Here's the rest of the top 10:

2. Sarasota, Fla.

3. Prescot, Ariz.

4. Paris, Tenn.

5. Austin, Texas

6. Green Valley, Ariz.

7. Winston-Salem, N.C.

8. Beaufort, S.C.

9. San Diego

10. Ft. Myers, Fla.

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ountain Housing's plan for Merrimon development out of scale with neighborhood

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3/3/2010 - Mountain Housing's plan for Merrimon development out of scale with neighborhood
by Patricia Poteat and David Moltke-Hansen

With this letter, we join more than 250 residents of the Gracelyn subdivision and surrounding neighborhoods in north Asheville to protest the proposed rezoning of the Naval Reserve site behind the Grace Post Office on Merrimon Avenue. This rezoning would be necessary in order for Mountain Housing Opportunities to build the 60-unit, high-density affordable-housing complex it has proposed for the site.

The concerns of this diverse group are not about MHO, which does important work and has a good reputation. Moreover, the great majority of the petitioners support affordable housing, not just in principle but for the neighborhood. Were the 32 units allowed under current zoning to go on the site, most of the petitioners would welcome the development.

Our and our neighbors' principle concerns about the proposed rezoning are two fold: First, the density that would result if the rezoning request were granted and the project were built as proposed. State zoning laws have as one of their priorities protecting the scale and character of residential neighborhoods. The present, judiciously determined zoning is appropriate, given that goal. The proposed rezoning would not be.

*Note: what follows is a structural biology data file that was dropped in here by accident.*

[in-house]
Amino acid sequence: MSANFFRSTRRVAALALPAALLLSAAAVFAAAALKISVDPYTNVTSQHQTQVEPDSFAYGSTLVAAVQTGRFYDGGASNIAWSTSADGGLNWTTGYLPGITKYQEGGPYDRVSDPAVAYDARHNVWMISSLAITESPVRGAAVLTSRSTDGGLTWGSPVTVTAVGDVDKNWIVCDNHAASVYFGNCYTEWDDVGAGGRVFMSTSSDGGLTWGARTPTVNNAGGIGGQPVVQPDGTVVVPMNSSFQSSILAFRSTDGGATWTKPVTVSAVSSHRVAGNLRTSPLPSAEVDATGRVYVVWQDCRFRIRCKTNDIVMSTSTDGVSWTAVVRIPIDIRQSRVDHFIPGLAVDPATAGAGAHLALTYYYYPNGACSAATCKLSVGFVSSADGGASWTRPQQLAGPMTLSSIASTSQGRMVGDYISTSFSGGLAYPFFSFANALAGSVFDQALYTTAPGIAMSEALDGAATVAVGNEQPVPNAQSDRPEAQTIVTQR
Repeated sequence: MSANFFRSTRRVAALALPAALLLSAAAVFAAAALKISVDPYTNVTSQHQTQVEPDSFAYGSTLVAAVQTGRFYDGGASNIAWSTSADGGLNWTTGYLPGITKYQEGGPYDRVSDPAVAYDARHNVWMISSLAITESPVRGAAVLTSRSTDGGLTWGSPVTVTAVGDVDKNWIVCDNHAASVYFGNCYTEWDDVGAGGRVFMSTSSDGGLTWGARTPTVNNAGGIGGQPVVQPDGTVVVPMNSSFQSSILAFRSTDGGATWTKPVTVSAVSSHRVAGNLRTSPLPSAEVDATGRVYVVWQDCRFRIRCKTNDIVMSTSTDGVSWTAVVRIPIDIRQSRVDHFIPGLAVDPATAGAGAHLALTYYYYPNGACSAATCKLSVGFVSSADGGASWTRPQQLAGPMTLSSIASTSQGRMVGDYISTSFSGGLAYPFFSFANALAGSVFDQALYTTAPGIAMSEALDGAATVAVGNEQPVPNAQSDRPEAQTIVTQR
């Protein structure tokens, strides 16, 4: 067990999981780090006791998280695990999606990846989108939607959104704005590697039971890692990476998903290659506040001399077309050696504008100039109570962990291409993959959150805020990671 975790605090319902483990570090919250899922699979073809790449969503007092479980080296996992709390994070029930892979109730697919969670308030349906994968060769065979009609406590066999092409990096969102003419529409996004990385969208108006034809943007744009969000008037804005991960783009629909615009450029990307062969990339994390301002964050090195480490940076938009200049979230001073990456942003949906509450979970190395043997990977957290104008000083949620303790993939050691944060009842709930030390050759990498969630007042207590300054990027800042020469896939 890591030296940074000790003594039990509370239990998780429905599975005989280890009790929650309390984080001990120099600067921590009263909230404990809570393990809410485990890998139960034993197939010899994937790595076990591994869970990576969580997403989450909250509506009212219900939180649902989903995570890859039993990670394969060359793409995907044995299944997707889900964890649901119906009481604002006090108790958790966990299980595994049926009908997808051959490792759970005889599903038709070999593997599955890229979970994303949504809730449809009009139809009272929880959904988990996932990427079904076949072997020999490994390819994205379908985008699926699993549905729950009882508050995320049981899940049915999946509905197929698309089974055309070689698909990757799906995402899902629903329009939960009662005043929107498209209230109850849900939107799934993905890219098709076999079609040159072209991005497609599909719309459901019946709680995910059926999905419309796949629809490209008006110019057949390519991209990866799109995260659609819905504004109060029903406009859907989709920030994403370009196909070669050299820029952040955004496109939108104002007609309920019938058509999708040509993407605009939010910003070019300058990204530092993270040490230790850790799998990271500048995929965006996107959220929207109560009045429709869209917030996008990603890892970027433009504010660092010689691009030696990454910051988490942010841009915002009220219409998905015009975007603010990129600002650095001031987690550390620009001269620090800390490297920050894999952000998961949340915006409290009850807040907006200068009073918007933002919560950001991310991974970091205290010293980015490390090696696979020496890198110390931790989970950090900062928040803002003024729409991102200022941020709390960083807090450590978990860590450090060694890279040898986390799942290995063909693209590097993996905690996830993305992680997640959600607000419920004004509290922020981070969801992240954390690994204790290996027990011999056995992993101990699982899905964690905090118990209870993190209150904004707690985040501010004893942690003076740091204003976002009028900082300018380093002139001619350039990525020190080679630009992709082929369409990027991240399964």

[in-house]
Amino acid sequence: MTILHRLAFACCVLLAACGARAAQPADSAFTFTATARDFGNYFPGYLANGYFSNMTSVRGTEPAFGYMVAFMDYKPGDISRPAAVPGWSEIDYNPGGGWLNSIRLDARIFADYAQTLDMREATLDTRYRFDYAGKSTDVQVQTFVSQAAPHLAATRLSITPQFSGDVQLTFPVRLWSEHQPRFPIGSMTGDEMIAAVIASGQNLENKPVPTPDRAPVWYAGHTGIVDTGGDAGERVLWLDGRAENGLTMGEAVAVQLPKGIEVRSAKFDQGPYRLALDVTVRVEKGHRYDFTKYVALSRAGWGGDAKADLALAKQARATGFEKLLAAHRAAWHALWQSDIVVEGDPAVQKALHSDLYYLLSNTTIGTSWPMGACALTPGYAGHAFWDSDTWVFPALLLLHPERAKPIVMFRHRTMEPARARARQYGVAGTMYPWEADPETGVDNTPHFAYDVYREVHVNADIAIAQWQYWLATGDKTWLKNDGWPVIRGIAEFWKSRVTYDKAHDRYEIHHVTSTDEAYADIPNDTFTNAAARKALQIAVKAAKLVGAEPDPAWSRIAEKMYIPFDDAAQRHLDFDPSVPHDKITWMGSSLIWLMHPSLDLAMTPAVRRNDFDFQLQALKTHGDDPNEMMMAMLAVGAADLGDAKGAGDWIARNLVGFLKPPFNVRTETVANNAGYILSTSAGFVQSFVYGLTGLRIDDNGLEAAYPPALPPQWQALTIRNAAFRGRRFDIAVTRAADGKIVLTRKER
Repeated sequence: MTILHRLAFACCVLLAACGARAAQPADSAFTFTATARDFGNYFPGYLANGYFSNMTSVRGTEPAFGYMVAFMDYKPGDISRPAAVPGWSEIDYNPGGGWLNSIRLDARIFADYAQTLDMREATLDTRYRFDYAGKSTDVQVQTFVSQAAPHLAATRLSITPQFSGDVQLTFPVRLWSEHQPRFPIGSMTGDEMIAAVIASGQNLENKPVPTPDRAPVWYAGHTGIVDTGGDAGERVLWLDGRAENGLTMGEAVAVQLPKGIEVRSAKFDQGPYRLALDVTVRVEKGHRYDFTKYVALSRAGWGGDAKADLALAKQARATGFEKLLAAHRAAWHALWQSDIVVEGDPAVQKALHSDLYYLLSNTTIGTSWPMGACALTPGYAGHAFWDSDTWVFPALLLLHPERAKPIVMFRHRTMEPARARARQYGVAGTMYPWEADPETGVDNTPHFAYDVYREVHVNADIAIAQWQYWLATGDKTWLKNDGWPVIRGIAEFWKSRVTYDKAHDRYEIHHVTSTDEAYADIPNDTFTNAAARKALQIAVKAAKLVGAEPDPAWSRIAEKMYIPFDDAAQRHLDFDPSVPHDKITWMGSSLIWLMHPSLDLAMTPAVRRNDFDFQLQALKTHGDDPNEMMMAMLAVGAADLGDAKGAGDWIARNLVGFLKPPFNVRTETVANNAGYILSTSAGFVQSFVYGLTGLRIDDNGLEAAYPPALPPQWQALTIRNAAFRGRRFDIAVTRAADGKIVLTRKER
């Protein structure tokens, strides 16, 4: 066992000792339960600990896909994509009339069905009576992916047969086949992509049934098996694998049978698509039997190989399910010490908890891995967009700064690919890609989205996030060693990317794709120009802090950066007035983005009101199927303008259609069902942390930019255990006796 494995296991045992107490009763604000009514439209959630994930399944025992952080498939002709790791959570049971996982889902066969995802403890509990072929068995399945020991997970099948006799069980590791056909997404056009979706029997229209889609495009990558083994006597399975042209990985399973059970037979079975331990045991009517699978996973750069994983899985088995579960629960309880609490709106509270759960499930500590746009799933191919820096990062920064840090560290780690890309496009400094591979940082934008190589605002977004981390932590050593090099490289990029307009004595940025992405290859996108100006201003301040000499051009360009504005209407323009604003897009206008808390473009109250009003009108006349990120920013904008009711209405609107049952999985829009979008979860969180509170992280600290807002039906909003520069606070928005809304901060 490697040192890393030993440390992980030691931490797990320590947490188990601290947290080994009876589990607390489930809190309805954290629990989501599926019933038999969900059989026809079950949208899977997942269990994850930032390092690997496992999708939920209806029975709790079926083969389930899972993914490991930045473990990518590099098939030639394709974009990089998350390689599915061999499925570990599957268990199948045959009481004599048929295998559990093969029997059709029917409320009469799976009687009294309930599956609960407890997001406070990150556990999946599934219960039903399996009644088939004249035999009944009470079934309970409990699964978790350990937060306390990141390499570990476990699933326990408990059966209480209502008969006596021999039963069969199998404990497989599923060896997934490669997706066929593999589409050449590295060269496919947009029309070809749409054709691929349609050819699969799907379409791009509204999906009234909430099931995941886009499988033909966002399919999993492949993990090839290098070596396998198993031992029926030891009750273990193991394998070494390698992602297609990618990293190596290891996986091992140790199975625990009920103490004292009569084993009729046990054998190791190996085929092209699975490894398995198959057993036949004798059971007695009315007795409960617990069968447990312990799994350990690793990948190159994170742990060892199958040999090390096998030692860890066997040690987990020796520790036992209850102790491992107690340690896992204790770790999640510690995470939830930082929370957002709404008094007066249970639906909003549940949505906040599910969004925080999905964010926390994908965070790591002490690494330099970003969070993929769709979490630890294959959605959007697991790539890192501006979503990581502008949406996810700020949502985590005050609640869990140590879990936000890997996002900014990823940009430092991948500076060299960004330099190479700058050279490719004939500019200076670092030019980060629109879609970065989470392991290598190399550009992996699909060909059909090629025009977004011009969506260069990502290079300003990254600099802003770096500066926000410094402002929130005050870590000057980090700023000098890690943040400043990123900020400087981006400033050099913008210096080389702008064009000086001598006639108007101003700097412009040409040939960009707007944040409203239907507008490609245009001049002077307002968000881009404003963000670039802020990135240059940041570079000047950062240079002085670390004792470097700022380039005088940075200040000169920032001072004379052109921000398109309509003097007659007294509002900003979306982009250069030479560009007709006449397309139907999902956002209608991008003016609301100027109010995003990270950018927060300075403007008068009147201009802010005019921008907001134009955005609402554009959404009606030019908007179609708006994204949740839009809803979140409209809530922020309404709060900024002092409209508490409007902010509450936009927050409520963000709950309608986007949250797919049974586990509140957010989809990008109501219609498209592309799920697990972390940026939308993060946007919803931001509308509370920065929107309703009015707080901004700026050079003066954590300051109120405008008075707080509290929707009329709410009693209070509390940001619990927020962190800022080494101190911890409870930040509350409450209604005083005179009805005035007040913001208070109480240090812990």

At 60 units on just over two acres, the density of the complex would be more than twice that of the rest of the surrounding residential area. In addition, the scale of the proposed buildings is much bigger than is characteristic of the adjacent neighborhoods, made up almost entirely of one- and two-story homes and small apartment buildings. For example, one façade of one building, including a retaining wall, would rise to a height of more than 80 feet! This is much taller than anything in the area except a church steeple.

Second [problem]: the implications of this density for the tenants themselves, especially in regard to increased vehicular traffic, lack of adequate sidewalks and parking, and the safety hazards these would present. The number of vehicles in the immediate vicinity of the site would increase dramatically. On-street, as well as on-site, parking would be required to accommodate residents and visitors.

The developer's stated hope that most residents would use public transport, thereby mitigating traffic and parking issues, is not realistic given the infrequency of bus service up and down Merrimon (once per hour). For tenants who would nevertheless use public transport, access would be hazardous given the lack of sidewalks and the need to cross Merrimon to catch a bus headed south toward downtown. A highly congested and accident-prone stretch of Merrimon would become even more so to the detriment of all but, most especially, to tenants of the proposed development.